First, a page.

Glossary


Antiretroviral 
A substance that stops or suppresses the activity of a retrovirus such as HIV. AZT, ddC and ddI are examples of antiretroviral drugs. 
Clinical Trial 
A test of a new or experimental drug in people. Also called drug trials or studies. 
Comparison trial 
A trial in which experimental drugs are tested against each other or against an approved drug. 
Controlled trials 
Trials in which one group gets the experimental drug and another group gets either a placebo or an approved drug as part of the control group of the study. 
Dose comparison 
A trial that uses different amounts of the same drug. Sometimes the drug is tested against a placebo. 
Dose escalation 
In this type of trial a few people take a small amount of the drug. If it doesn't hurt them, a few more take a larger amount. This continues until the researchers find the largest amount of the drug that can be taken without immediate harm. 
Double-blind 
A type of clinical trial in which people are divided into different groups. One group takes the experimental drug and other groups take different doses, the standard therapy, or a placebo. Neither the researchers nor the people in the trial know who is taking what until the trial is over. 
Expanded Access 
Programs designed to make experimental drugs available on a wide basis to people who do not qualify for the clinical trials or who live too far from a trial site. 
HAART 
Highly active antiretroviral therapy. Refers to a combination of anti-HIV drugs. 
IND -  Investigational New Drug

This is the name given to an experimental drug after the FDA agrees that it can be tested in people. 
Informed Consent 
The name given to the process during which a person weighs the known and possible risks and benefits of a trial, then agrees voluntarily to participate. When someone agrees to be in a trial, they sign an agreement called an Informed Consent Form. 
Inclusion/Exclusion Criteria 
The medical or other reasons why a person may or may not be allowed to enter a trial. For example, some trials do not allow pregnant women to join, others do not allow people to take certain drugs, and others exclude people with certain illnesses. 
IRB - Institutional Review Board. 

Every institution or hospital that conducts research involving human subjects must have an IRB that approves and periodically reviews the research. The IRB protect the rights of the people in the trial, determines who can participate in the trial, and whether the trial is ethical.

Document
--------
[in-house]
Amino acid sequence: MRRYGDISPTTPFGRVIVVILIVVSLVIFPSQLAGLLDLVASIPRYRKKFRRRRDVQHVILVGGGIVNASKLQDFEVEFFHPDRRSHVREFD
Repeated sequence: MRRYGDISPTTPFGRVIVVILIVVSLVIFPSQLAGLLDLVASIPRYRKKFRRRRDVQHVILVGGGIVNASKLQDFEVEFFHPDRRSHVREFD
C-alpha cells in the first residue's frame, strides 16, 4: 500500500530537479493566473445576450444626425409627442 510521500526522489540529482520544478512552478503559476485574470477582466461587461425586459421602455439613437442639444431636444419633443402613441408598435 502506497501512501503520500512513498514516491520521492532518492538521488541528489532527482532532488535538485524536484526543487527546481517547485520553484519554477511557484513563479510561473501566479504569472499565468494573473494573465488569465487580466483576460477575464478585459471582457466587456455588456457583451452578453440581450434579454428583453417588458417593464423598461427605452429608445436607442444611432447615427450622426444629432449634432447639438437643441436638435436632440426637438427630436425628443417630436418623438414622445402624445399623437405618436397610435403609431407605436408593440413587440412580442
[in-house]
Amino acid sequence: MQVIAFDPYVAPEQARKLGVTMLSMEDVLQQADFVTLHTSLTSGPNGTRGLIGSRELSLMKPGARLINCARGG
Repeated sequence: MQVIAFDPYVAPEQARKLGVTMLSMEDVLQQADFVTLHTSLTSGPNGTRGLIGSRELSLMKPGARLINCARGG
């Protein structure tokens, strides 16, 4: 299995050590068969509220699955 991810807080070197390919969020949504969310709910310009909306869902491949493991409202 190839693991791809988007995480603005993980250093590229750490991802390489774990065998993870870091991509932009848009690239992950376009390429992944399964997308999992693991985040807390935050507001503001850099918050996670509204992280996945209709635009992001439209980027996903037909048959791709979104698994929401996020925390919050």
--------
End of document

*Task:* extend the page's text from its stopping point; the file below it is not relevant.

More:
Naive 

If you haven't taken any HIV treatments before, you are said to be treatment naive. 
Open-label Trial 
A type of clinical trial in which researchers and participants know who is taking the experimental drug or the
treatment being given. 
Placebo 
A substance that has no effect on the body that is given to onegroup in a placebo-controlled trial. Often referred to
as a sugar pill. 
Protocol 
A detailed plan stating a clinical trial's purpose, drug dosages, length of treatment, how the drug is given, and inclusion/exclusion criteria. 
Randomized Trial 
A trial in which people are assigned to one of two or more treatments by chance. Usually a computer is used to be sure that everyone has the same chance of getting on any given part of the trial. 
Salvage Trial 
a clinical trial, often open-label, for people who have failed several many different approved HIV treatment combinations. 
Side Effects 
All prescription drugs can sometimes have unwanted effects, known as side effects. Laboratory testing (bloodwork) is one of the methods used to monitor for potential side effects. 
Toxicity 
Describes some of the possible side effects of a drug. Also indicates how much of a drug can safely be taken. 
Treatment Experienced 
If you have taken some or many different HIV drugs treatments, you are said to be treatment experienced. If you're
doing well with what you're on, you are stable. 
Treatment IND 
An FDA program that makes experimental drugs available to seriously ill people. Drug companies may charge for the
drug, although most don't. 
Undetectable 
means the amount of HIV in the blood sample is too low to be measured, but it doesn't mean that there is no HIV
there at all. 
Viral Load Test 
The viral load test measures the amount of HIV in a blood sample.

 
 


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